There is of course the obvious bleed and creep from a blanket price increase in energy.

The looping effect of oil price inflation into the general economy, particularly through other commodities is already showing. It’s called inflation. It’s basically equivalent to a Carbon Tax.

It’s not easy to replace petroleum overnight, it’s the main road transport energy. You need to replace all the vehicles to take another fuel before you can stop relying on refined petroleum.

Technologies such as Coal-To-Liquid (CTL) and Gas-To-Liquid (GTL) cannot scale up very quickly.

European Commissioners and other elected and non-elected European high-ups are musing about where the oil price could go.

Andris Piebalgs says $200 dollars a barrel by 2011 cannot be ruled out.

People don’t want to be taxed. Corporates want to know exactly how much Carbon will cost so that they can budget and invest. This is a real conflict of interests.

It’s a large quandry. Markets probably can’t fix this. A Carbon Tax, of its own, cannot possibly sort all the problems.

It’s time to stop looking at putting a price on Carbon, and start considering Carbon as a currency in its own right, one that can be traded to a certain extent, but a currency that must develop less currency, tending to zero, in the near- to medium-term.


There’s a Budget coming up in the United Kingdom on 12th March.

A chance to pierce the gloom, wipe away the cobwebs, and start talking clearly about the Carbon Roadmap.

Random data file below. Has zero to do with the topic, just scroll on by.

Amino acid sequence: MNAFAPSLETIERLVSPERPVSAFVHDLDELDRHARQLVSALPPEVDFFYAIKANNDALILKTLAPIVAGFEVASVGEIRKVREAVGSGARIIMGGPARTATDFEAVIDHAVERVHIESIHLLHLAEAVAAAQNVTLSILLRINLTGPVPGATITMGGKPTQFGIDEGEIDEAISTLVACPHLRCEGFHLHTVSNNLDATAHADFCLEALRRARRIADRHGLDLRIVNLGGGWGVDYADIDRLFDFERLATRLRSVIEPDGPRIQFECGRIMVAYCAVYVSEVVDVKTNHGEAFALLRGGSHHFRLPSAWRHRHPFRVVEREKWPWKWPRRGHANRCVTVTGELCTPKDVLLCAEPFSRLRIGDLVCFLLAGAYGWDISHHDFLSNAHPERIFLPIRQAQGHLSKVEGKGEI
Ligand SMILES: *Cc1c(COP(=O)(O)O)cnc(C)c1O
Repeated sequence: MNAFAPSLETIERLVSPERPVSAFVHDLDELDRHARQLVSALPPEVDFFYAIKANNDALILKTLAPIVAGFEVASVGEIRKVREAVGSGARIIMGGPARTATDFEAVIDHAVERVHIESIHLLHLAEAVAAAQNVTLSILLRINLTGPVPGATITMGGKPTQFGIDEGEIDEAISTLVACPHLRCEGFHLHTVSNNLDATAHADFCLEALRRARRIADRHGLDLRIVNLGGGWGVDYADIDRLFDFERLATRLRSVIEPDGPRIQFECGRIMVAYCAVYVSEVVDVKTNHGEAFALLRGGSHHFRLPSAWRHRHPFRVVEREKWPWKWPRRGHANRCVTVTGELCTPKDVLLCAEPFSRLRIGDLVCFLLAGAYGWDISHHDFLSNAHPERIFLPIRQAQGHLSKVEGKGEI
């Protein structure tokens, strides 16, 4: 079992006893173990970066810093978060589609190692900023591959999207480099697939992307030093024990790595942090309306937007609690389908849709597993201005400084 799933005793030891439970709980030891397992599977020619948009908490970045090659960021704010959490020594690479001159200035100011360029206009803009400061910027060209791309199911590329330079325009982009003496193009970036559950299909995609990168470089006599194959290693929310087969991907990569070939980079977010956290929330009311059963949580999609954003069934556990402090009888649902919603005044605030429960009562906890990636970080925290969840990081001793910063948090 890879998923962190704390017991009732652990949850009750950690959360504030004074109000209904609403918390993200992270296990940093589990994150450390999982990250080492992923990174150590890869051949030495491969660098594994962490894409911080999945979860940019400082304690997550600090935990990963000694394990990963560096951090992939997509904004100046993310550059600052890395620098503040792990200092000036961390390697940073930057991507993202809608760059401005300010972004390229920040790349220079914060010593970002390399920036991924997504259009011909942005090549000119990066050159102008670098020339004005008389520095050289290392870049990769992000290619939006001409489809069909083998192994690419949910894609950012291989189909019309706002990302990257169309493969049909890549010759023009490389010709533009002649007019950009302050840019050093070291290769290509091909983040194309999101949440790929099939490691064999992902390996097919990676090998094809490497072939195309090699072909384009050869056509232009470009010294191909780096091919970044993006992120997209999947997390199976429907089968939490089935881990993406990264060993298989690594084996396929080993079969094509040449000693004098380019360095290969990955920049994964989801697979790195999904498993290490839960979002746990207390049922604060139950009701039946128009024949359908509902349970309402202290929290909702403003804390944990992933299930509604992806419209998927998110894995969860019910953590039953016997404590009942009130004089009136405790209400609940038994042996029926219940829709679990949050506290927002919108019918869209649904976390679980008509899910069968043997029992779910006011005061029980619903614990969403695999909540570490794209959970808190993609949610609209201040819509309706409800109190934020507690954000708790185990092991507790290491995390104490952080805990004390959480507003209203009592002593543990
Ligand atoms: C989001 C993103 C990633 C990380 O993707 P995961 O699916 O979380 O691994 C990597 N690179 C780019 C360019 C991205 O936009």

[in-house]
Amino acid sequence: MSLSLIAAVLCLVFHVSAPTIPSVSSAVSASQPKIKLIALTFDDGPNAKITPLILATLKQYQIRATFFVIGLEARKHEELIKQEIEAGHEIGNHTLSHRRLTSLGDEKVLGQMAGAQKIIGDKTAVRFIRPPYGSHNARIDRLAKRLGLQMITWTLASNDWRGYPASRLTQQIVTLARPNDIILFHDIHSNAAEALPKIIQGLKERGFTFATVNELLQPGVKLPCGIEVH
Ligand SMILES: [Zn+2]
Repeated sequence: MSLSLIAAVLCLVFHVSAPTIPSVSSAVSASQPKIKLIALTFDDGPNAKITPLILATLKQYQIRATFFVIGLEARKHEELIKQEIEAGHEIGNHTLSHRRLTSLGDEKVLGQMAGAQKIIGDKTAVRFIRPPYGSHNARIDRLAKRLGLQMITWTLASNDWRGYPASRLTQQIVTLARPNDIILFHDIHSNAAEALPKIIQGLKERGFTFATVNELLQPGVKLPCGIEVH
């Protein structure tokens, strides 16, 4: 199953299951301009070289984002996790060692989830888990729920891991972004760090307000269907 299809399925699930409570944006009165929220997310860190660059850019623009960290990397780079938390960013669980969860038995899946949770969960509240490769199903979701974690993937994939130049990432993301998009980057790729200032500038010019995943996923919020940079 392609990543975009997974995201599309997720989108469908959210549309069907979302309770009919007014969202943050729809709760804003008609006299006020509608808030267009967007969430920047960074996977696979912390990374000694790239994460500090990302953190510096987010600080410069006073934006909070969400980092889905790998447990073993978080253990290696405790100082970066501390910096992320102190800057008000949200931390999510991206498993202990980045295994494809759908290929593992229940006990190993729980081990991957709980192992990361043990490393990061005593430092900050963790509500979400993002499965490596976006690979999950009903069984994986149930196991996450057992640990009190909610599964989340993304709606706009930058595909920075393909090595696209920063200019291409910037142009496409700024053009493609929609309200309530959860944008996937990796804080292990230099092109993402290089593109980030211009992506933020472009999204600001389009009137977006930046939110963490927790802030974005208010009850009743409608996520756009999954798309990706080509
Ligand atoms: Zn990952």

Which way is the cookie going to crumble ? Which side of the parting will the coiffure fall ? You can’t cover the bald patch forever. Why not be more open about it ? You’re going to price Carbon. Or you’re going to ration Carbon. Or you’re going to offer a mix-and-match approach.

Tell us the measures you are going to implement to control Carbon, Mr Chancellor of the Exchequer. And while you’re at it, tell us how you’re going to make sure we have renewable and sustainable energy, going forward.

You can use words like “world-class” (a la Malcolm Wicks), or “good for British business”, or the “need for competitiveness”, or “green collar jobs” (a la Hillary Clinton), but you do need to speak to Carbon. And do it openly and comprehensively.


CCS : Dropping The Fig Leaf

CCS : Dropping The Fig Leaf
by Jo Abbess
1st February 2008

In the beginning was a grand engineering dream. We could carry on burning coal if we could safely and cheaply pump the waste gas into a deep dark hole in the ground, never to return.

Big Energy companies paid lots of researchers to tell them it could be done, and done cost-effectively. Governments overcame their suspicions of manipulation. Engineers overcame their incredulity at such a stupid idea.

Scientific magazines carried graphs, tables and artist-imagined mock-ups of how Carbon Capture and Storage would look and cost. Newspapers, ever searching for an optimistic story about technology, told us that CCS was a wonderful future.

Peer-reviewed research papers were published. Books on Climate Change and Energy policy looked favourably on the nascent technology.

Applications for new coal-fired power plants were made in the United Kingdom, plants that would be “capture ready”, ready for the new technology (although it was not already with us).

Assurances were made that, even though coal is the most dirty Fossil Fuel to burn, CCS would deal with that, so there was no need to worry.

No need to invest in Renewable Energy technologies, just burn coal with added CCS to mop up the mess.

However, we now know that the Future is Naked Coal, without filters.

There is not, and possibly never has been, an actual plan to use CCS at new coal power stations. After all, it’s quite expensive and untested.